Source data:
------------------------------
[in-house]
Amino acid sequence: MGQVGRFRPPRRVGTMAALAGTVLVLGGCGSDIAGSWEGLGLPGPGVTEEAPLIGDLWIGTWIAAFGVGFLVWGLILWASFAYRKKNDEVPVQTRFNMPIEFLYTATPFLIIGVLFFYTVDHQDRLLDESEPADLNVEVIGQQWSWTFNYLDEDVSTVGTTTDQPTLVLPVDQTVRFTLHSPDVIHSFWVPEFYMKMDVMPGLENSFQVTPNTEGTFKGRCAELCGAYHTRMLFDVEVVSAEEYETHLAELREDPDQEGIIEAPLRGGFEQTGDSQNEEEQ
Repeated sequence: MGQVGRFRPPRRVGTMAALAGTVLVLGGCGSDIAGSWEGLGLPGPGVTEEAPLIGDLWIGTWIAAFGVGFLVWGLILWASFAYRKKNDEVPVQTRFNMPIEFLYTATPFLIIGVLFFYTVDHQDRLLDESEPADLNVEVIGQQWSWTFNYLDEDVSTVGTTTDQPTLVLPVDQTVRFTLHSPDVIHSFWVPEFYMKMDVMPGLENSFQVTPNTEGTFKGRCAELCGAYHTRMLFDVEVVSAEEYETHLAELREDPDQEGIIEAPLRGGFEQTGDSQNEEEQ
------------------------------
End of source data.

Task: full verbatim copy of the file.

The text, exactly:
[in-house]
Amino acid sequence: MGQVGRFRPPRRVGTMAALAGTVLVLGGCGSDIAGSWEGLGLPGPGVTEEAPLIGDLWIGTWIAAFGVGFLVWGLILWASFAYRKKNDEVPVQTRFNMPIEFLYTATPFLIIGVLFFYTVDHQDRLLDESEPADLNVEVIGQQWSWTFNYLDEDVSTVGTTTDQPTLVLPVDQTVRFTLHSPDVIHSFWVPEFYMKMDVMPGLENSFQVTPNTEGTFKGRCAELCGAYHTRMLFDVEVVSAEEYETHLAELREDPDQEGIIEAPLRGGFEQTGDSQNEEEQ
Repeated sequence: MGQVGRFRPPRRVGTMAALAGTVLVLGGCGSDIAGSWEGLGLPGPGVTEEAPLIGDLWIGTWIAAFGVGFLVWGLILWASFAYRKKNDEVPVQTRFNMPIEFLYTATPFLIIGVLFFYTVDHQDRLLDESEPADLNVEVIGQQWSWTFNYLDEDVSTVGTTTDQPTLVLPVDQTVRFTLHSPDVIHSFWVPEFYMKMDVMPGLENSFQVTPNTEGTFKGRCAELCGAYHTRMLFDVEVVSAEEYETHLAELREDPDQEGIIEAPLRGGFEQTGDSQNEEEQ